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No time to stop for death

That’s how people live in Poland now, but how do they die? In Arkansas people seem to die at home or in hospitals. In Poland they seem to die more publicly. One June day when Lynn and I were heading out to meet friends for dinner, the city bus pulled into the turn-around area across from our Soviet bloc housing unit; instead of coming to rest at the usual spot, the driver turned to the other side of the paved area. At first I thought perhaps the bus had mechanical problems—especially when I saw the driver calling on his phone. Then, however, I saw a woman slumped against the window near the front of the bus: she had died en route. I saw other people dying in their tracks. Only a few days earlier I had observed a man spread out on the sidewalk, blood trickling from the side of his mouth, being held by another man. A butcher stood in his doorway, observing. After I passed, I looked back and saw the comforting friend or stranger gently placing the man’s head back on the walkway. I assumed he had ended his struggle.

In March, for the sake of variety, I walked a different route back home from the Instytut Anglistikie—and I walked right upon a corpse. Next to it was an unattended ambulance. Beside it lay what appeared to be a large black leaf bag. A man was in it, but he was too long for the bag. His feet stuck out. I tried to turn this observation into a poem; here is part of that attempt:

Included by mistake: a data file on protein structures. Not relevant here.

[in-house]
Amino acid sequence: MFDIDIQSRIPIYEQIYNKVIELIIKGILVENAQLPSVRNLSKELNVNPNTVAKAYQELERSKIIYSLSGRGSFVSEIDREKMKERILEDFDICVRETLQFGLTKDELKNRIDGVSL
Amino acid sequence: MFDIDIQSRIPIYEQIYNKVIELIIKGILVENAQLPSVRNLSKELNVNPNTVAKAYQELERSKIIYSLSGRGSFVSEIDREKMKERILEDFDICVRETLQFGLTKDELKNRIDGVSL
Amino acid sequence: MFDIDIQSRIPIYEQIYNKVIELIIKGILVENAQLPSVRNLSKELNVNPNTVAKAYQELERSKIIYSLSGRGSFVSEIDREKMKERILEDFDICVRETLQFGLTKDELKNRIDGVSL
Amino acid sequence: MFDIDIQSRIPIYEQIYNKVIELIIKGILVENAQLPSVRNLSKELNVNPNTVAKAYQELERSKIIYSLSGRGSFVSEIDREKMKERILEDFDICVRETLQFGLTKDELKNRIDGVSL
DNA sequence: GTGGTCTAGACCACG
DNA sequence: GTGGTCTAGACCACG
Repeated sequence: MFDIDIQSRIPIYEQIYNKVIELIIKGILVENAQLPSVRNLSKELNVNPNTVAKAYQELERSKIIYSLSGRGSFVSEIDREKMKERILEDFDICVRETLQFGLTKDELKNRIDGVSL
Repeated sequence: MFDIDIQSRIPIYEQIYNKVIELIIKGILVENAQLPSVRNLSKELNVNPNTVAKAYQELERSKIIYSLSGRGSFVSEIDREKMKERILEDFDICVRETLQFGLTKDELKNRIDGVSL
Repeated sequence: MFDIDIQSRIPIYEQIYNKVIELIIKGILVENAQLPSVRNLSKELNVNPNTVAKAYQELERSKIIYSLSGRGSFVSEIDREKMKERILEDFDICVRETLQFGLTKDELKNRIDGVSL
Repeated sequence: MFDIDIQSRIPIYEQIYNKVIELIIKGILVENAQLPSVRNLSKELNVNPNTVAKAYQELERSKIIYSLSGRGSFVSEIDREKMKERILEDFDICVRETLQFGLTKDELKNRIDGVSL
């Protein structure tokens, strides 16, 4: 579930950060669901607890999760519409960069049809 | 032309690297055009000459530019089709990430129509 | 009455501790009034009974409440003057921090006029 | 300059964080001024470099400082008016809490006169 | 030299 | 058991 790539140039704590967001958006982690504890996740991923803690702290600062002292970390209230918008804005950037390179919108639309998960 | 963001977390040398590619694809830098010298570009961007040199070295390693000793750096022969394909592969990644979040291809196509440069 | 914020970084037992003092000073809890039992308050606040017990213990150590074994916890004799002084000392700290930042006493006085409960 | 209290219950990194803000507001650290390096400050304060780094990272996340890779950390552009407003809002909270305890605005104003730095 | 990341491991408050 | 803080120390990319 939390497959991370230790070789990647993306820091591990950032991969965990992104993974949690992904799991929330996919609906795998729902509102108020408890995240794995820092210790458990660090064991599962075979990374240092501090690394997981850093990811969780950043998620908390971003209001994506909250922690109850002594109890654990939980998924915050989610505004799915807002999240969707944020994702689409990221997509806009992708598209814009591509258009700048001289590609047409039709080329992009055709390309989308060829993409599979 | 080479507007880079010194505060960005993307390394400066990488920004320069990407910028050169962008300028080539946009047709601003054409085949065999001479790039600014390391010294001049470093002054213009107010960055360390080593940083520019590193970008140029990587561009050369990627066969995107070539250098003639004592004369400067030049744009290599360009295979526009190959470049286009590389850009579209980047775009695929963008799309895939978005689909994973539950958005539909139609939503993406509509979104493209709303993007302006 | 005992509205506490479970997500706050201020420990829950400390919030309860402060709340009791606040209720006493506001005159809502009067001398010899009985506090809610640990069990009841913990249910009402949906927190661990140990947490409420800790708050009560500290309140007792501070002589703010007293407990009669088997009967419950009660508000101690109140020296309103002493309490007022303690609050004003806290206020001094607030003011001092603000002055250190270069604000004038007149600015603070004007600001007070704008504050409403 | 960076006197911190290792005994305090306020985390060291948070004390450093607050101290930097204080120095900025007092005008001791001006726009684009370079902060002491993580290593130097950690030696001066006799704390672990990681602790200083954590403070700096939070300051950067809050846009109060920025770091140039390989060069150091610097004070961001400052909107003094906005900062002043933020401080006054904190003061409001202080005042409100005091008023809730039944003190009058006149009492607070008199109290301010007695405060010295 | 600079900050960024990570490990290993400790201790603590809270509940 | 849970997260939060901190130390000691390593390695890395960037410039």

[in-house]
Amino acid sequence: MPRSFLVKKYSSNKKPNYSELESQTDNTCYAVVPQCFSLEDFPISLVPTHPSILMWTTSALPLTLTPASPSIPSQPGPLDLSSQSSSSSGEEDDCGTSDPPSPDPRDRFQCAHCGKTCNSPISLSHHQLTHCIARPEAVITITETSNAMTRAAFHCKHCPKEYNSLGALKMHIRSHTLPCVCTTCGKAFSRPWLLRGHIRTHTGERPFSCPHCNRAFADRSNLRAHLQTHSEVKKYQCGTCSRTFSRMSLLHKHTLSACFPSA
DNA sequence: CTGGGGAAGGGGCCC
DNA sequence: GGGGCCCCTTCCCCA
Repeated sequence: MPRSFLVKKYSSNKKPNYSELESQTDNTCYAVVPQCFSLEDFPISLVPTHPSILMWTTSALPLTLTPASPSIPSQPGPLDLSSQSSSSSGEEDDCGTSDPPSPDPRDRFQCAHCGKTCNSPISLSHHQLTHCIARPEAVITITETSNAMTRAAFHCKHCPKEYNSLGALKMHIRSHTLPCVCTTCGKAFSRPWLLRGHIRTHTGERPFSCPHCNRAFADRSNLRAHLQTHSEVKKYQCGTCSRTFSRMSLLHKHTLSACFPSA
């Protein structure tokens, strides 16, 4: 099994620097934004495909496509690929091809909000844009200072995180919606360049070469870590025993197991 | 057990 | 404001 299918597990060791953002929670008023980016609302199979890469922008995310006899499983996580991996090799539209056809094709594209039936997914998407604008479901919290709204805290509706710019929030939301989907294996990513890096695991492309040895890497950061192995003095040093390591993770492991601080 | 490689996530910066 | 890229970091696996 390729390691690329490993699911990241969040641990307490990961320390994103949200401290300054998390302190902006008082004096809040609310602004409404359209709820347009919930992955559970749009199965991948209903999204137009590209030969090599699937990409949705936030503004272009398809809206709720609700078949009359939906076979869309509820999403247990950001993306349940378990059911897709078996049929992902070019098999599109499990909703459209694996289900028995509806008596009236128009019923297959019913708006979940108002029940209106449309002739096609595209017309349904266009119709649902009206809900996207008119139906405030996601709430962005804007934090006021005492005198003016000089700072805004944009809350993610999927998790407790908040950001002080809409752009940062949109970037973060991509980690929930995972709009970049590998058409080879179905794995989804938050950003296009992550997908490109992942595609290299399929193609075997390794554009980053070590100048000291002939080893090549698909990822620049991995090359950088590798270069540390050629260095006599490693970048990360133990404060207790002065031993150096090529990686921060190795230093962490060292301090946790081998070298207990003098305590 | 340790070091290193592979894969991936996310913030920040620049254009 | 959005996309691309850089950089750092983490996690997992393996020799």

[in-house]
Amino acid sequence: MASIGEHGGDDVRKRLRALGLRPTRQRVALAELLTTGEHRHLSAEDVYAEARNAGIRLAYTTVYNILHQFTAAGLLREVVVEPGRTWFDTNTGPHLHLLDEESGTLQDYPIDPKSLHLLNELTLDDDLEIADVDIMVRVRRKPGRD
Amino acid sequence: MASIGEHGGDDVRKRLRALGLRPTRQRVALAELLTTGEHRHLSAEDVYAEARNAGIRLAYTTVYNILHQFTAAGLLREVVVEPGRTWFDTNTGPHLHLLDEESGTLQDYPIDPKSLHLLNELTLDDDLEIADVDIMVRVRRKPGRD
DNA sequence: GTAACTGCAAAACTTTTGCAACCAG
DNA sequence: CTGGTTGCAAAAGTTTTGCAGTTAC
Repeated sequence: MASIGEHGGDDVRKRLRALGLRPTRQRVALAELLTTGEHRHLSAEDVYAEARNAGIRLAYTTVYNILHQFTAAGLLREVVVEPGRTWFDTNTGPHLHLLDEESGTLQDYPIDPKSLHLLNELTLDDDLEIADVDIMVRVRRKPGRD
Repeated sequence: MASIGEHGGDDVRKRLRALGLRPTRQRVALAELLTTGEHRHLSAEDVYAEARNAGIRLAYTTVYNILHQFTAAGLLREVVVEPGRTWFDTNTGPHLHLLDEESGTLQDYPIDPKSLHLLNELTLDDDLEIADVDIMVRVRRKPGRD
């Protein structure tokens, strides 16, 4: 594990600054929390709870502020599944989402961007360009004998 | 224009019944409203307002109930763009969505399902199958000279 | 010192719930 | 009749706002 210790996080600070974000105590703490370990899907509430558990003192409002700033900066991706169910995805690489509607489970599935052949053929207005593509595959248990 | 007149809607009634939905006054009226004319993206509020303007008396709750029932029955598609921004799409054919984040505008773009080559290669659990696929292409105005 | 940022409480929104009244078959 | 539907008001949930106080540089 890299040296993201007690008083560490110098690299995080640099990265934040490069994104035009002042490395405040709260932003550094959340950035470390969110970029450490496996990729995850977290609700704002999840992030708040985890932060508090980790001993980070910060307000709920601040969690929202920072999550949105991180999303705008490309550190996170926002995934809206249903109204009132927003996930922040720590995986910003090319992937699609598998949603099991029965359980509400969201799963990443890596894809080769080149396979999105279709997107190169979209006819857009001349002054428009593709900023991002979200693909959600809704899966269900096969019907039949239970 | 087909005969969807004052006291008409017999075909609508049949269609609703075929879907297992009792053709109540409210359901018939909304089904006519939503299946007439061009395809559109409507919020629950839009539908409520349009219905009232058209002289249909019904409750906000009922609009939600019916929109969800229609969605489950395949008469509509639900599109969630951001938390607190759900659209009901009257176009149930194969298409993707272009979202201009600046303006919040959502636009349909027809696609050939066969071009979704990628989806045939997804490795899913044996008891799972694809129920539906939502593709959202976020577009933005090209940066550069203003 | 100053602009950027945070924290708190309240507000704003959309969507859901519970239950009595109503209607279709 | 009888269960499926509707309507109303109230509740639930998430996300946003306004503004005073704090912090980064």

On the pavement in front of kwiaciarnia and kiosk
next to an unattended ambulance
a man has been 
stuffed into a black plastic bag
no embroidered fantails
the world closed away.

His crossed feet protrude:
black shoes, heels unworn, shined
he had shaken off the dust.

Yet Poland is a good country to be dead in. The dead are assiduously looked after. The buses that stop at the cemetery gates always unload a host of visitors. If they have not brought flowers with them, the cemetery gates are lined with vendors selling blue, gold, pink and red flowers—all real, no plastic, please. A grave-width park bench is disposed at the foot of many graves so that visitors can sit for a while and chat. I thought I would give the practice a try. I spoke a few pleasantries to Franciszek Szyszkiewicz, who had died in 1922, but I did not have much to say, never having known him in life. Besides, we had a language incompatibility. I saw others deeply engaged in conversation with their dead friends. On the night of All Saints, the cemeteries are as busy as a downtown street, and every grave is lighted with numerous candles and oil lamps. A cemetery’s glow can be seen from miles away.